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Walter Reed Army Institute of Research (WRAIR): Overseas Commands

“In studying units just after getting back from Iraq early in the conflict, we found the prevalence of self-reported problems was quite low. But when we checked those same soldiers a few months later, their problems were much higher. So things were not getting better over time, which runs contrary to the typical clinical perspective. These data helped inform the launching of the post-deployment [health] reassessment program [PDHRA]. Timing matters in post-deployment reintegration,” he said.”

“In sum, a lot of our work has a strategic reach providing evidence-based data that informs valid training and behavioral health policy. In this regard, our capability is not uniquely tied to being located in Germany. I know the national military strategic focus is shifting to the Pacific and there will always be a need for the Army to have a flexible forward-located behavioral health research unit ready to respond, regardless of where it is located. From my perspective, USAMRU-E offers a large return on a modest investment for the Army.”

 

U.S. Army Medical Research-Georgia

In 2006, Georgia’s prime minister sent a letter to Vice President Richard Cheney asking for help in establishing a modern public health laboratory. The Defense Threat Reduction Agency (DTRA) constructed this laboratory, the Richard G. Lugar Center for Public Health Research (Lugar Center), in Tbilisi, with groundbreaking in 2007 and its opening in March 2011. DTRA continues to fund and operate the facility but the NCDC has moved its laboratories into the Lugar Center and is in the process of taking ownership of the facility. DTRA is currently working to develop a plan to transition the Lugar Center operation and funding from DTRA to the Georgians and WRAIR by the end of 2017.

Richard G. Lugar Center for Public Health Research

A laboratory in the Richard G. Lugar Center for Public Health Research in Tbilisi, Republic of Georgia. The center was named after Lugar for his special contribution in work directed at decreasing chemical, biological, and nuclear dangers across the world. Republic of Georgia photo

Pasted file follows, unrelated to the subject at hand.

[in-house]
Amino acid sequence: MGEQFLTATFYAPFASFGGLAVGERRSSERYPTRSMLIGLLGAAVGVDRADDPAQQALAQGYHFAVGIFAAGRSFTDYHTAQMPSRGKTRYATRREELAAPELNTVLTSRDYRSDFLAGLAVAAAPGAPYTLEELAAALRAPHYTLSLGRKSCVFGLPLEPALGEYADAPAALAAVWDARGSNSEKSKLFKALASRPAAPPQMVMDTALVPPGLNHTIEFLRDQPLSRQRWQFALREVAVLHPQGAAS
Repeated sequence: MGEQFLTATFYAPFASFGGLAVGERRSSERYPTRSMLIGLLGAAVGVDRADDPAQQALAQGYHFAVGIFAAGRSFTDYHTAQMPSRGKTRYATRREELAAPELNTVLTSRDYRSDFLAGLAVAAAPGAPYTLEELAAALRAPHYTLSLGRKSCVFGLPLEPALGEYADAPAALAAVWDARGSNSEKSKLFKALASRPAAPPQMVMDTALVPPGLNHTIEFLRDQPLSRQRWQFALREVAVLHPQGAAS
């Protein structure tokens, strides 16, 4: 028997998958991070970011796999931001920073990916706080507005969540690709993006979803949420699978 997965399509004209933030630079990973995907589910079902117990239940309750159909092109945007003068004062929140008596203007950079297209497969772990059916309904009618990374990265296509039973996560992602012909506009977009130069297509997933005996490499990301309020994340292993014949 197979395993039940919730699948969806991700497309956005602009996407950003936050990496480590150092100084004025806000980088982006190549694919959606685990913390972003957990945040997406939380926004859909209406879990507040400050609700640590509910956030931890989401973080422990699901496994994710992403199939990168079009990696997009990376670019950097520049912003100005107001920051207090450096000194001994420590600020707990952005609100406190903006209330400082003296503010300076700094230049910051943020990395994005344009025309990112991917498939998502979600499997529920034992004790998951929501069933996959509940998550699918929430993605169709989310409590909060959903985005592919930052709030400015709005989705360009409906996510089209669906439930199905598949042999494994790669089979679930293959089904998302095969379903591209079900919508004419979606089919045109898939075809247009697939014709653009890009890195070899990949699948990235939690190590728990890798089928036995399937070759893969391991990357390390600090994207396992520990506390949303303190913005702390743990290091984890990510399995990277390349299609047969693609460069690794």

WRAIR was tasked in January 2011 by the Deputy Secretary of Defense to establish a medical research unit at the Lugar Center. WRAIR gained Department of the Army approval of the concept plan for this unit in October 2013 and will station the first permanent personnel at the unit the summer of 2014. The Army was also named the Executive Agent for all DoD activities in the Lugar Center.

WRAIR has laboratory and administrative space within the Lugar Center and will partner with NCDC to maintain and operate the facility and conduct scientific research. We will be tenants in this Georgian facility – essentially their version of the U.S. Centers for Disease Control and Prevention – where WRAIR has been invited to work.

USAMRMC scientists have been working in Georgia in support of DTRA for over 10 years. Since 2011, efforts have been focused on scientific research that is relevant to supporting the warfighter. Unlike Kenya and Thailand, which are heavily involved in HIV and malaria, Georgia has different endemic diseases and little or no malaria and dengue fever. They are concerned with antimicrobial resistance, disease surveillance, developing capacity for disease surveillance, training for their military, and determining what the disease threats are to their country.

The future of the Georgia facility – and WRAIR’s presence there – will reflect the global fight against disease, old and new. “By 2020, the Lugar Center will be a fully functional research facility with a mixture of research, on pathogens that are endemic as well those that that may move into their borders.”

As to the future and any other new WRAIR special foreign activities or overseas subcommands, Chapman said there is a reason why so few have been established and maintained during the past half-century.

“With all our labs, everything is tied back to the warfighter; it has to directly impact the U.S. warfighter, whether developing a vaccine, therapeutic, or diagnostic test.”

“With all our labs, everything is tied back to the warfighter; it has to directly impact the U.S. warfighter, whether developing a vaccine, therapeutic, or diagnostic test,” she said.

“The trust and respect we’ve built with the nations in which we operate has led to the very successful relationships we have today. Of course, the mission and locations also are dependent on political stability and other local factors. It takes many, many years to develop a vaccine. Looking forward, hopefully those we have been working on will reach FDA approval. But we will always be committed to research on endemic diseases around the world wherever our warfighters may deploy.”

What is certain for the future, Blow added, is the continuing battle against malaria, HIV, dengue fever, etc., but diseases that have been militarized or created in labs as weapons are not part of their mandate.

“WRAIR does surveillance of naturally occurring diseases; anything else belongs to DTRA and others,” Blow said. “Working with our partner countries to develop these surveillance efforts, hopefully we can identify and characterize any new [non-manmade] diseases. That worked with SARS.

“We are very capable of adapting to new threats and outbreaks and will continue to do that. We communicate a lot of knowledge through our personnel overseas and they help develop the knowledge and strength of the people of those host nations.”

This article first appeared in Walter Reed Army Institute of Research: 120 Years of Advances for Military and Public Health.

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J.R. Wilson has been a full-time freelance writer, focusing primarily on aerospace, defense and high...


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